If you are unable to join us in person tomorrow, please follow the action on twitter using #HIBLC14.  For those who are looking to gain some insight and perspective on this work, below are some resources that might be of interest:
My must-follow next gen folks on twitter: Click here for my blended must-follow list.  Obviously, you must follow me! Other hashtags to follow are #BVPHighSchool and #edchatRI. If you should be on my list and you're not, send me a tweet @chiachess!
BVP Materials: BVP is open-source with almost all of our materials and design documents.  As such,  we are proud to share our thinking (sometimes it's good, sometimes it's great, and sometimes it's actually not...if you have suggestions to improve, let me know!):
Looking forward to seeing/engaging with you Saturday! 

Thursday, May 1, 2014

High School Team Comes Together for Very First Time


By Dr. Lori McEwen, BVP Director of Academics

This past weekend a small but important group met together for the first time. BVP founding high school staff members convened for a team retreat.  Guided by founding Head of School Jonathan Santos Silva, the group spent three days getting to know one another, designing classrooms and planning for meaningful instruction. 

Our time together was packed tight, giving the new staff a taste of the hard work and long hours that make BVP scholars and teachers so successful.  On Sunday, after a day filled with sessions on curriculum, space design and visioning, we formed a circle and shared the words that best described how we felt after these days together. Optimistic, determined, lucky, vindicated, excited, ready to learnthese were the thoughts and emotions voiced by the team.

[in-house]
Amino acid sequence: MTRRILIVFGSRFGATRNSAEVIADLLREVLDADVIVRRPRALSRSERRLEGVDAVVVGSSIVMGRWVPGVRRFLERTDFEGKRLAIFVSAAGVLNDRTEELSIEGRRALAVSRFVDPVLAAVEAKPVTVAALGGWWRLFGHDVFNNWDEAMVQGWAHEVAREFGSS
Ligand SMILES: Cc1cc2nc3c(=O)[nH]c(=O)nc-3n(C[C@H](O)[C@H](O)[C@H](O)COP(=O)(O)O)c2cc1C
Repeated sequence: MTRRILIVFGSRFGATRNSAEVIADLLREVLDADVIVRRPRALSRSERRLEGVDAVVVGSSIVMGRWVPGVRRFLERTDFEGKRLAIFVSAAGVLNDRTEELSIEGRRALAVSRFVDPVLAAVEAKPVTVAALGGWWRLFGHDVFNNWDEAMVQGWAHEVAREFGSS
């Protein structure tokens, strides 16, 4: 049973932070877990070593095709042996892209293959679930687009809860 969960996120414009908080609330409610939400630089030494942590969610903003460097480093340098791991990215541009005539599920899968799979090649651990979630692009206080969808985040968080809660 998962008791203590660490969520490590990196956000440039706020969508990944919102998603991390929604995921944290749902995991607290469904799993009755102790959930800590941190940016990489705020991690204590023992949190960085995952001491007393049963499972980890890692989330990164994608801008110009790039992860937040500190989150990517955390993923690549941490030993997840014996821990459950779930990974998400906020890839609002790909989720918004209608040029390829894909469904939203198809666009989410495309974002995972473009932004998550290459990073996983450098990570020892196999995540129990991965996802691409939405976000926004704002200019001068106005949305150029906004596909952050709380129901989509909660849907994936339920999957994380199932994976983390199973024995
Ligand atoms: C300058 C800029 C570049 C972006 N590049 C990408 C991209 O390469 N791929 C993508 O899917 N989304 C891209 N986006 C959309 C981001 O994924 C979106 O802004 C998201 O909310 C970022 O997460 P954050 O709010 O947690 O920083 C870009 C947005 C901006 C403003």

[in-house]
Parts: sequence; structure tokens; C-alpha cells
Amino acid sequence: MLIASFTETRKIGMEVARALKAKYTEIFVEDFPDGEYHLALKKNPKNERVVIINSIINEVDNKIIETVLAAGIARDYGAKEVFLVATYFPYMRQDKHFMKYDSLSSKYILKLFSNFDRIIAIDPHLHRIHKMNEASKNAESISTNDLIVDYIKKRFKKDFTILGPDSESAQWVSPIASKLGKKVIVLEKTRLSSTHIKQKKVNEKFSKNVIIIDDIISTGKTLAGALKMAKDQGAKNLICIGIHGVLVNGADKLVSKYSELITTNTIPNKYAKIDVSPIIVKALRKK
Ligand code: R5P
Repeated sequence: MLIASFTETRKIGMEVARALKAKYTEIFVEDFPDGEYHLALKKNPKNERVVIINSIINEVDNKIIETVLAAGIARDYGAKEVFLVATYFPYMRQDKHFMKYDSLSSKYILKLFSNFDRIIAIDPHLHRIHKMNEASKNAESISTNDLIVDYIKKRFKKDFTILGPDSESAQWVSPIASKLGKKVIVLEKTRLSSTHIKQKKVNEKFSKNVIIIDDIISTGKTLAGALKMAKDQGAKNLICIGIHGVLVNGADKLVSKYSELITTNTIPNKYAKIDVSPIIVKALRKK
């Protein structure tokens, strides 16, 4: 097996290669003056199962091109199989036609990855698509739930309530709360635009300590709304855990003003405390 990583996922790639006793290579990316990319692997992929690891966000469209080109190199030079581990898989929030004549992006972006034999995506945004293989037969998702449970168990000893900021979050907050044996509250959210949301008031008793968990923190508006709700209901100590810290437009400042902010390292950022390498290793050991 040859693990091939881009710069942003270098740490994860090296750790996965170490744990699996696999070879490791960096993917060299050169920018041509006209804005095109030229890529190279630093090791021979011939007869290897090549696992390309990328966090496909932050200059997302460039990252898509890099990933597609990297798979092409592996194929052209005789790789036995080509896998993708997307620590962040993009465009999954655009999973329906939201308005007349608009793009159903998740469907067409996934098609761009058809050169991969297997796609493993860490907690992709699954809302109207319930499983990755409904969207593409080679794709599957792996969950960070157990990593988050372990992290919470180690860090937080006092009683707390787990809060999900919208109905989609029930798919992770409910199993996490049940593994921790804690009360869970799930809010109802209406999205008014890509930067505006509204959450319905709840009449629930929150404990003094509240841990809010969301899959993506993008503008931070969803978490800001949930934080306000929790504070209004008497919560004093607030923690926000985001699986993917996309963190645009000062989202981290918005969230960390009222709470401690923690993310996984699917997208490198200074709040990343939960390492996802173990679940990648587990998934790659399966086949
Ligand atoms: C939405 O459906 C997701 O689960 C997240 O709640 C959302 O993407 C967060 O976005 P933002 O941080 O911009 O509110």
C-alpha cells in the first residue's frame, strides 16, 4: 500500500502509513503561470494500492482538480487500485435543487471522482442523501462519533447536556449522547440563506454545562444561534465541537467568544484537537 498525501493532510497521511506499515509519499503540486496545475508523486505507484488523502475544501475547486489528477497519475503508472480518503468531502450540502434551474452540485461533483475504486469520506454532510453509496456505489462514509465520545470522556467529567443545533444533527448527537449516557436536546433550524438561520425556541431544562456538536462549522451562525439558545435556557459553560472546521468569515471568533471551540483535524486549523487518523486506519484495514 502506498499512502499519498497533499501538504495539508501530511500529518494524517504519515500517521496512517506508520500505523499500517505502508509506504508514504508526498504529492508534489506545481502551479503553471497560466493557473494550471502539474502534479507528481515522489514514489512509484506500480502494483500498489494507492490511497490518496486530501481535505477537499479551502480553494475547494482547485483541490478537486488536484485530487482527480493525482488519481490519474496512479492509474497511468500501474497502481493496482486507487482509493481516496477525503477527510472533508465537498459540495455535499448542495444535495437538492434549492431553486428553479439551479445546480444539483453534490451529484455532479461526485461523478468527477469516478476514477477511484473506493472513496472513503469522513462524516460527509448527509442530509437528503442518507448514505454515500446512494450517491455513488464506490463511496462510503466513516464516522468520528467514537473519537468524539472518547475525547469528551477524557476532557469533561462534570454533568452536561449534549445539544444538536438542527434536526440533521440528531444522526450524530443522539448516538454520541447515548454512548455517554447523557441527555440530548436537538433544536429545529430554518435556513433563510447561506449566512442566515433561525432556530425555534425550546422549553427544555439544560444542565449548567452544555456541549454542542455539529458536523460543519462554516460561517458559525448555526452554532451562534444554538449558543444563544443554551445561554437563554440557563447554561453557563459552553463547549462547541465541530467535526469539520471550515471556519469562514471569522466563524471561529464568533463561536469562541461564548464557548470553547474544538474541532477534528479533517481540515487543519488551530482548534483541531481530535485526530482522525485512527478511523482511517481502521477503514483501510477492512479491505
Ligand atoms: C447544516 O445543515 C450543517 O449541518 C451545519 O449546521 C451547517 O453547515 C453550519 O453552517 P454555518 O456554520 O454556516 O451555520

Me? I left feeling...


Impressed by our founding high school leader, Jonathan Santos Silva, whose vision for the high schoola place where the values of  liberty, community and advocacy are demonstrated by every adult and scholar and lived through our PRIDE valueswas palpable.


Humbled by the work of the entire BVP team, but especially by the ongoing commitment of our executive director, Jeremy Chiappetta, who beamed with pride and excitement as he shared the story of BVP’s history with the new team.  


Inspired by the diverse stories-of-self shared by the members of our founding team. In keeping with our commitment to intentional diversity, this assembled team brings diverse backgrounds, life experiences, and cultures with them to make our school rich.


Thrilled by the team’s willingness and ability to jump right in and not only participate, but also lead sessions for their new team (shout-out to David Jose and Jess Bunnell for their respective sessions on design thinking).


Grateful for our entire team, many of whom welcomed the new staff this weekend, and especially for Lina Musayev, our Associate Director.  Her attention to detail and project planning have ensured that we stay true to our values as we build this school for our scholars.


Overjoyed at the prospect of opening this school with this team in the fall.  Our scholars and families deserve our very best and I’m confident that we will deliver them a high school education that is personalized to meet their needs, full of joy and rigor, and designed to prepare them for success in college and the world beyond.


Of course, the words that matter most are those of the scholars who will matriculate this fall. What words describe how you feel about your new school? What would you say now, what will you say in one year? What will you say on graduation day?  

---

For more information about the high school and to learn more about the founding team members, be sure to visit our website.